Renewed Senate’s track record reason for ‘genuine optimism,’ says Senator Harder
“There is plainly no public appetite for a partisan echo chamber,” Senator Peter Harder wrote in a discussion paper that was recently republished in the National Journal of Constitutional Law.
The renewed Senate has acted neither as a rubber stamp for the Government nor as a rival to the people’s elected representatives – complementing the House of Commons better than before, the Government Representative in the Senate argued in a discussion paper published in a Canadian law journal.
The discussion paper by Senator Peter Harder, which was originally published in April 2018, was updated for republication in the National Journal of Constitutional Law.
“Those who would reverse the reform that has achieved this result should give their position sober second thought,” he wrote.
“Excessive partisanship and top-down control by the executive has too often hampered the appropriate discharge of the Senate’s constitutional duties, undermining its credibility. Recent history teaches us that the appointment to the Senate of party loyalists, with an excessive focus on party fundraising, partisan messaging and the electoral consequences of their legislative work, has been harmful to the Senate’s standing with the public.”
The current Government created an independent advisory board to make recommendations on Senate appointments. So far, 49 independent Senators have been appointed under the new system, while many more have left partisan caucuses in favour of independence.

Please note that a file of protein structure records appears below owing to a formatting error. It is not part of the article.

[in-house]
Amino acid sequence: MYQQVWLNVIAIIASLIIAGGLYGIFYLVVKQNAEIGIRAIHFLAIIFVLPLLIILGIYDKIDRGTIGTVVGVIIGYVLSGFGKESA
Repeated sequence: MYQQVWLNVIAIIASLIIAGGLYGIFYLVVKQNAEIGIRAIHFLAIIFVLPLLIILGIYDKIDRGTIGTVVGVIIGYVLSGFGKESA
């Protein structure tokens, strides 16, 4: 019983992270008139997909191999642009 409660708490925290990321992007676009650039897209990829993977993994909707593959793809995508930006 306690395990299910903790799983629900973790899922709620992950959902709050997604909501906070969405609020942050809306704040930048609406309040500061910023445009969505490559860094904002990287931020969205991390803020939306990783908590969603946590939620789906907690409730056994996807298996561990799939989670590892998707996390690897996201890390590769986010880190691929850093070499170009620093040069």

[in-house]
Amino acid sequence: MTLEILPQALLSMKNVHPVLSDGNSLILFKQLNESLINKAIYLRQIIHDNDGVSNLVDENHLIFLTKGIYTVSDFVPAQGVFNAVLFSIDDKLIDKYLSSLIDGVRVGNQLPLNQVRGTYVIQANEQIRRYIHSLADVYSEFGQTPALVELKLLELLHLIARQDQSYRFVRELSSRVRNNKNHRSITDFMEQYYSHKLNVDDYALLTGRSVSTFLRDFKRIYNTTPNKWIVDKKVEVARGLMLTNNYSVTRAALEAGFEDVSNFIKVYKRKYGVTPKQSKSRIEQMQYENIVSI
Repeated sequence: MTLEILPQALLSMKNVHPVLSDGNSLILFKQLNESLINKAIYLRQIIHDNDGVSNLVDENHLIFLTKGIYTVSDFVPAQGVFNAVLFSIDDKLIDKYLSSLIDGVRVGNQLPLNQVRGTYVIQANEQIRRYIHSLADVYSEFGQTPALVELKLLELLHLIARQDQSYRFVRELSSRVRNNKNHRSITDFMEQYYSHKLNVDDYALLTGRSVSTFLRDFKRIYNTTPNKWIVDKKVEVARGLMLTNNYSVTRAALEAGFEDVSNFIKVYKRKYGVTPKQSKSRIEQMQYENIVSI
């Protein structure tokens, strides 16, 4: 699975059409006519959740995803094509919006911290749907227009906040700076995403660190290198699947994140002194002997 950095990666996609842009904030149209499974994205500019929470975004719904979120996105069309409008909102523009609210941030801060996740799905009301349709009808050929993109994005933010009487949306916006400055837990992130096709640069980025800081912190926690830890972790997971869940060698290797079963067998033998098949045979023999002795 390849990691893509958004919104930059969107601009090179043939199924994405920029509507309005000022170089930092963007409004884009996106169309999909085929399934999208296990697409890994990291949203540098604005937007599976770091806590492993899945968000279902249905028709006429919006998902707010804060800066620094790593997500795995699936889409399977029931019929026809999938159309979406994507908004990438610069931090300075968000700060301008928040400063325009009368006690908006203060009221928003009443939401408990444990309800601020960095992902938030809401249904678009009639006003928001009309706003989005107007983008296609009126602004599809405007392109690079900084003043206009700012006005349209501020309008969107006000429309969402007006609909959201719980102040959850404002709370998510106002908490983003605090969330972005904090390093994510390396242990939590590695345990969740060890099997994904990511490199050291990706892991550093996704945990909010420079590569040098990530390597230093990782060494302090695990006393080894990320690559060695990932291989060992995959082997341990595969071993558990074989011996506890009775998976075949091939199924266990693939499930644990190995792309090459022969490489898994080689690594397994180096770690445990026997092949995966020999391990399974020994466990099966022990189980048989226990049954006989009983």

“There is plainly no public appetite for a partisan echo chamber,” Sen. Harder wrote.
Sen. Harder suggested that it is possible for the Senate to be redeemed in Canadians’ eyes if it embraces the qualities that distinguish it from the House of Commons.
“It is true that Senators intent on closing the credibility gap of the institution have a colossal task on their hands. But if the public comes to see that the Senate is their ally in Parliament, the credibility gap will close. Thankfully, progress is actually taking place in the Senate at a quick pace.”
He noted that the Government has accepted Senate changes to more than a quarter of bills, including improvements to legislation on medical assistance in dying, on the legalization of cannabis and on removing barriers to Canadian citizenship. Furthermore, the Senate has not defeated any bills approved by the House of Commons. Where disagreements have occurred between the two chambers, the Senate has deferred to the will of elected members of Parliament, consistent with its intended constitutional role.
“The track record of the Senate three years into the new model provides reason for genuine optimism about the future of the institution as a less partisan and more independent body,” he wrote.
“The Senate’s unique quality lies in its reviewing capacity. Justifiably, the Senate has always viewed defeating Government legislation as a last resort, an extraordinary action that should be reserved for the most egregious of circumstances. Senators know that the misguided use of their veto powers would have disastrous consequences for the institution.”